Johnny smiled. “And that would have made it worth the risk, even if we had to walk three blocks. Besides, I want you to have the car in case you change your mind about the emergency room.”

“I won't.”

“You might. Can I come in and call a cab?”

“You sure can.

They went in and Sarah turned on the lights before being attacked by a fresh bout of the shivers.

“The phone's in the living room. I'm going to lie down and cover up with a quilt.”

The living room was small and functional, saved from a barracks flavor only by the splashy curtains-flowers in a psychedelic pattern and color-and a series of posters along one wall: Dylan at Forest Hills, Baez at Carnegie Hall, Jefferson Airplane at Berkeley, the Byrds in Cleveland.

Sarah lay down on the couch and pulled a quilt up to her chin. Johnny looked at her with real concern. Her face was paper-white except for the dark circles under her eyes. She looked about as sick as a person can get.

“Maybe I ought to spend the night here,” he said. “Just in case something happens, like…”

“Like a hairline fracture at the top of my spine?” She looked at him with rueful humor.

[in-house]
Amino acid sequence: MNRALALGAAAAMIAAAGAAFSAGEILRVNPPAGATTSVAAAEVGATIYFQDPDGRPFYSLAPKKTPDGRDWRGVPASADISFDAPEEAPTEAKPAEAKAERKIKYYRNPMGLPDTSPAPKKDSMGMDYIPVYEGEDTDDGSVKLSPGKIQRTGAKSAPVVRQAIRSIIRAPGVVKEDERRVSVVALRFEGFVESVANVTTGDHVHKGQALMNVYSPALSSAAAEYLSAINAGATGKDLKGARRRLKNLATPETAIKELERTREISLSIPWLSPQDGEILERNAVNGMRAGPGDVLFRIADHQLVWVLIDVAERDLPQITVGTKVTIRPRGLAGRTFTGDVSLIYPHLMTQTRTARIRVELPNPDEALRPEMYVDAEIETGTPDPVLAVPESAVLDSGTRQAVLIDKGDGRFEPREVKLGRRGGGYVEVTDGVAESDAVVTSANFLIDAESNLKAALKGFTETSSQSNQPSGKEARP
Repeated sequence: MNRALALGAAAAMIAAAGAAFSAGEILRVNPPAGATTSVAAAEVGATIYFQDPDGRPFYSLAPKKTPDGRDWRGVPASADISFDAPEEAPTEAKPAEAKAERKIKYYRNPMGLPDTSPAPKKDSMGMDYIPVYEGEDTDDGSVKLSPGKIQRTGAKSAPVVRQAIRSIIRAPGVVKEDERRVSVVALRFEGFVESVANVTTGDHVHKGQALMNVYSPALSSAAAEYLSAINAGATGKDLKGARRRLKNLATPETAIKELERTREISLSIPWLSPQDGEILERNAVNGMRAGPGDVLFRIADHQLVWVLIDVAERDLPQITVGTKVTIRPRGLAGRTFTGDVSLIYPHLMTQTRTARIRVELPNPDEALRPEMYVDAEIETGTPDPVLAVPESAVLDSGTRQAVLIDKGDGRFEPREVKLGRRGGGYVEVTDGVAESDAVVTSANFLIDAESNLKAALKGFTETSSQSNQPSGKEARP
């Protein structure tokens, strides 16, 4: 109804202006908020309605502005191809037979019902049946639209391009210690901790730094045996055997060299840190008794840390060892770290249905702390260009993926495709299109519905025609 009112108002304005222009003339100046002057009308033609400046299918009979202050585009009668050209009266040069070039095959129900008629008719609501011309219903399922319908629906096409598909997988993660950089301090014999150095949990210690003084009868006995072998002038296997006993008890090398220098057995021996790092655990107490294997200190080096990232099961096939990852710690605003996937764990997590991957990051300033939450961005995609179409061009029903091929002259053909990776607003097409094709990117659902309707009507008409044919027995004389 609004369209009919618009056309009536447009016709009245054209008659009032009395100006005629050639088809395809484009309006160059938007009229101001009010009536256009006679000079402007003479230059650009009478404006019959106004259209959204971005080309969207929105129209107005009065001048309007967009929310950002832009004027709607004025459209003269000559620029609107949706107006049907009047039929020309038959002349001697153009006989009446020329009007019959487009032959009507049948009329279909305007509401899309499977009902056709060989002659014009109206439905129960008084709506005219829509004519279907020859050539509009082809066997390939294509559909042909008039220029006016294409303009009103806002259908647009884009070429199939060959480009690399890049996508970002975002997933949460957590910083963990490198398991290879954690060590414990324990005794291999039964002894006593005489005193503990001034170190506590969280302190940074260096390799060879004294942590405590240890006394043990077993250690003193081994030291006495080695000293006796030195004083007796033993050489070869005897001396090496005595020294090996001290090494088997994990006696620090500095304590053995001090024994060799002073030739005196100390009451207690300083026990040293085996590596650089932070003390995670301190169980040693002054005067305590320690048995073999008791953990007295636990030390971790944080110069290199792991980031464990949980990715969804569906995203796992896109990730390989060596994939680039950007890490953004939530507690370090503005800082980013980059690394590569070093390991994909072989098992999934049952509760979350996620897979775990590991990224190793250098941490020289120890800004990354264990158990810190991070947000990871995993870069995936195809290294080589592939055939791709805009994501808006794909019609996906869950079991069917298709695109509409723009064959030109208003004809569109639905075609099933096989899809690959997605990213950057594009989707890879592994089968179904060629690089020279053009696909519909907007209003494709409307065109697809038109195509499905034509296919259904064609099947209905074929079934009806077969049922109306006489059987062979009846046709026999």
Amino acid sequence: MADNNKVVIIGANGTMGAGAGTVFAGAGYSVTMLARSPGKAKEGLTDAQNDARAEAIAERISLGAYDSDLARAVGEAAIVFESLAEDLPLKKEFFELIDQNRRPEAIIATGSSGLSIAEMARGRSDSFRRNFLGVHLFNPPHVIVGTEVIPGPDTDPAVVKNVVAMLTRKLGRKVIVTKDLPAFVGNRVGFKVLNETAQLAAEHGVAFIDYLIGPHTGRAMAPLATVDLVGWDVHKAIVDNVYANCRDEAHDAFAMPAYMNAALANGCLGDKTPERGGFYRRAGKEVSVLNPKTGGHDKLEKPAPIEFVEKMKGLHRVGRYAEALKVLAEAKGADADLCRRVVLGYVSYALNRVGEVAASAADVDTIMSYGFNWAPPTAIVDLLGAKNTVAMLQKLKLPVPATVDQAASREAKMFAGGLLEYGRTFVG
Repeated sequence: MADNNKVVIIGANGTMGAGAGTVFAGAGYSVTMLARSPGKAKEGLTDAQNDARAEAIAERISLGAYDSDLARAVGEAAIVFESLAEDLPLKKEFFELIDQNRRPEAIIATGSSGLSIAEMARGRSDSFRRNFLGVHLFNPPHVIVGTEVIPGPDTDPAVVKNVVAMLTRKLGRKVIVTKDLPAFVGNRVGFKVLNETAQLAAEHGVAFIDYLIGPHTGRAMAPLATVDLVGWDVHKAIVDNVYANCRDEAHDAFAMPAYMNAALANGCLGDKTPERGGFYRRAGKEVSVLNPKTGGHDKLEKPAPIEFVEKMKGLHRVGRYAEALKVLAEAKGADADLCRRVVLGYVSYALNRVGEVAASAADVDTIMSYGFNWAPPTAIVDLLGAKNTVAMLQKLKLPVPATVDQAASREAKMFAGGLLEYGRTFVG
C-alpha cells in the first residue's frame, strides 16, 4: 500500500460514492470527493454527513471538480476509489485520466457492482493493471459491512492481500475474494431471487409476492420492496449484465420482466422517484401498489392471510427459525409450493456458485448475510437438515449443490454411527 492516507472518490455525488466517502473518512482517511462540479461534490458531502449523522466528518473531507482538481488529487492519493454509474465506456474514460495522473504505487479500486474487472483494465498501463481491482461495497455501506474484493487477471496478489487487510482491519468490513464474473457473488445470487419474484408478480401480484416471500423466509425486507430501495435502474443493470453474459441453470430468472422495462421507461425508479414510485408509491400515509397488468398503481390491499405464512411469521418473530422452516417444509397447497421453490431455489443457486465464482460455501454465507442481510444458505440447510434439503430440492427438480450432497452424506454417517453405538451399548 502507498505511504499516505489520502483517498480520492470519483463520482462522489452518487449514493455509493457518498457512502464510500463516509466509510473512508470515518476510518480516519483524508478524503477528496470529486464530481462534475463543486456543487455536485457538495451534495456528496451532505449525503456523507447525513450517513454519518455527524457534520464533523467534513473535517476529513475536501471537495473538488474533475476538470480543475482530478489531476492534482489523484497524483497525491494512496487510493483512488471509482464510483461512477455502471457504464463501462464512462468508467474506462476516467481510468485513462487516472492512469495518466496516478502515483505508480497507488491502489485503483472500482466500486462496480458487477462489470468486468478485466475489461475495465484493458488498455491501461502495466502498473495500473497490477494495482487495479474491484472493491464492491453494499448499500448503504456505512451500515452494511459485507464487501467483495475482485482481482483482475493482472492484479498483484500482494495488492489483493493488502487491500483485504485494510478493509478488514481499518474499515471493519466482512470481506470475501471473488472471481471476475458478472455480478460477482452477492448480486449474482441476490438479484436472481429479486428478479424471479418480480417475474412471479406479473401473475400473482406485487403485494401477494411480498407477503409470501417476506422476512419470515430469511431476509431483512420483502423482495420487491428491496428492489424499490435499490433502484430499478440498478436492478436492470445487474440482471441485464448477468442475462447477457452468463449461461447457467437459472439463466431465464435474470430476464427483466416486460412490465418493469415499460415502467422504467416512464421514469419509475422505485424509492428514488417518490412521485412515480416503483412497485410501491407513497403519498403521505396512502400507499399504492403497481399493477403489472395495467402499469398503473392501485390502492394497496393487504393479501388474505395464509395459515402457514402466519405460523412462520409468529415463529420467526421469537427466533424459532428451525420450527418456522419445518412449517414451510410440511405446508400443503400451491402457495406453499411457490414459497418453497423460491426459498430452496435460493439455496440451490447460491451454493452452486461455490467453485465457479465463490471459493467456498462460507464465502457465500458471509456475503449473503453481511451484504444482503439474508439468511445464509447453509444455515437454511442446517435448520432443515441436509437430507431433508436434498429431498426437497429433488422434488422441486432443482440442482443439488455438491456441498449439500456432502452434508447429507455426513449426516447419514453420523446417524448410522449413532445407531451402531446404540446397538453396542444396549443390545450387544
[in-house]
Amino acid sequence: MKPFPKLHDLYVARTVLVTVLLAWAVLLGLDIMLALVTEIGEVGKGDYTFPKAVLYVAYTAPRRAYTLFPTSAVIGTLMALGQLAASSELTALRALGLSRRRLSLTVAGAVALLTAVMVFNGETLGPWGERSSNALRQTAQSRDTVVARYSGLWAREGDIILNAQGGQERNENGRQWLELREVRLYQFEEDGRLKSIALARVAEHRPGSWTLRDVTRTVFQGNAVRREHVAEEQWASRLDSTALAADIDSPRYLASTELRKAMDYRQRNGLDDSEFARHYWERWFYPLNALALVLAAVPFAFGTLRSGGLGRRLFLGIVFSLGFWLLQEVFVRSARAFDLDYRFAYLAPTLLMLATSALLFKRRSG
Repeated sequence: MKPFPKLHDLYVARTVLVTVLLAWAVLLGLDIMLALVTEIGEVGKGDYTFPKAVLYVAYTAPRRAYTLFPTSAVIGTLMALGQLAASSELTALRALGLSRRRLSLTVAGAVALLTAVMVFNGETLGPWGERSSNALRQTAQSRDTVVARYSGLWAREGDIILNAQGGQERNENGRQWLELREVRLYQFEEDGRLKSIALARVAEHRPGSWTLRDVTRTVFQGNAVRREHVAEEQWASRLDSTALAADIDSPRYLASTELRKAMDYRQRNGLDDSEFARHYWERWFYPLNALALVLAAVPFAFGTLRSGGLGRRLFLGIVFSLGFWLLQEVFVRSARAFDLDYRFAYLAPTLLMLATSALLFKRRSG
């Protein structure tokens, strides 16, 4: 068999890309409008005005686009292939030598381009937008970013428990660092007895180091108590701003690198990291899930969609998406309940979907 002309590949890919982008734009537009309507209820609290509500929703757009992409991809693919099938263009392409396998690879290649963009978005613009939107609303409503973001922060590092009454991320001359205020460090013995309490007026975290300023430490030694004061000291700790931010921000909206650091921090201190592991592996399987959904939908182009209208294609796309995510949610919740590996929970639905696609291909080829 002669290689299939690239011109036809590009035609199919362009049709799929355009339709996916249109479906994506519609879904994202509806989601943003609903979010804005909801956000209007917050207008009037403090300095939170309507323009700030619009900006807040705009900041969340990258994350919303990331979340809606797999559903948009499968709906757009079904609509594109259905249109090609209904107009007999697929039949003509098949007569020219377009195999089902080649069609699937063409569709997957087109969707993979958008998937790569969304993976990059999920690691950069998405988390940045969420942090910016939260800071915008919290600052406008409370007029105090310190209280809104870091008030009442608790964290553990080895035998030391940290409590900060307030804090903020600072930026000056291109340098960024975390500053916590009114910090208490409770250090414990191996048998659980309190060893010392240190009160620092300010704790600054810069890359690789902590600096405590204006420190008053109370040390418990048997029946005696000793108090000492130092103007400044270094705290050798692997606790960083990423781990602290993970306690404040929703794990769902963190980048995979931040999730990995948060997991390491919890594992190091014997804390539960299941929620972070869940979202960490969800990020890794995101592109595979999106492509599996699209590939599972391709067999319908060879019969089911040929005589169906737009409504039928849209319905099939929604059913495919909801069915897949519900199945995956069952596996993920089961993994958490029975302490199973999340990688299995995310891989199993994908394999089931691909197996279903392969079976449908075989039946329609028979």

“Well, you know. Whatever.”

The ominous rumbling in her nether regions decided her. She had fully intended to finish this night by sleeping with John Smith. It wasn't going to work out that way. But that didn't mean she had to end the evening with him in attendance while she threw up, dashed for the w. c., and chugged most of a bottle of Pepto-Bismol.

“I'll be okay,” she said. “It was just a bad carnival hot dog, Johnny. You could have just as easily gotten it yourself. Give me a call during your free period tomorrow.

“You sure?”

“Yes, I am.”

“Okay, kid. “He picked up the phone with no further argument and called his cab. She closed her eyes, lulled and comforted by the sound of his voice. One of the things she liked most about him was that he would always really try to do the right thing, the best thing, with no self-serving bullshit. That was good. She was too tired and feeling too low to play little social games.

“The deed's done,” he said, hanging up. “They'll have a guy over in five minutes.”

“At least you've got cab fare,” she said, smiling.

“And I plan to tip handsomely,” he replied, doing a passable W. C. Fields.

He came over to the couch, sat beside her, held her hand.

“Johnny, how did you do it?”


“The Wheel. How could you do that?”

“It was a streak, that's all,” he said, looking a little uncomfortable. “Everybody has a streak once in a while. Like at the race track or playing blackjack or just matching dimes.”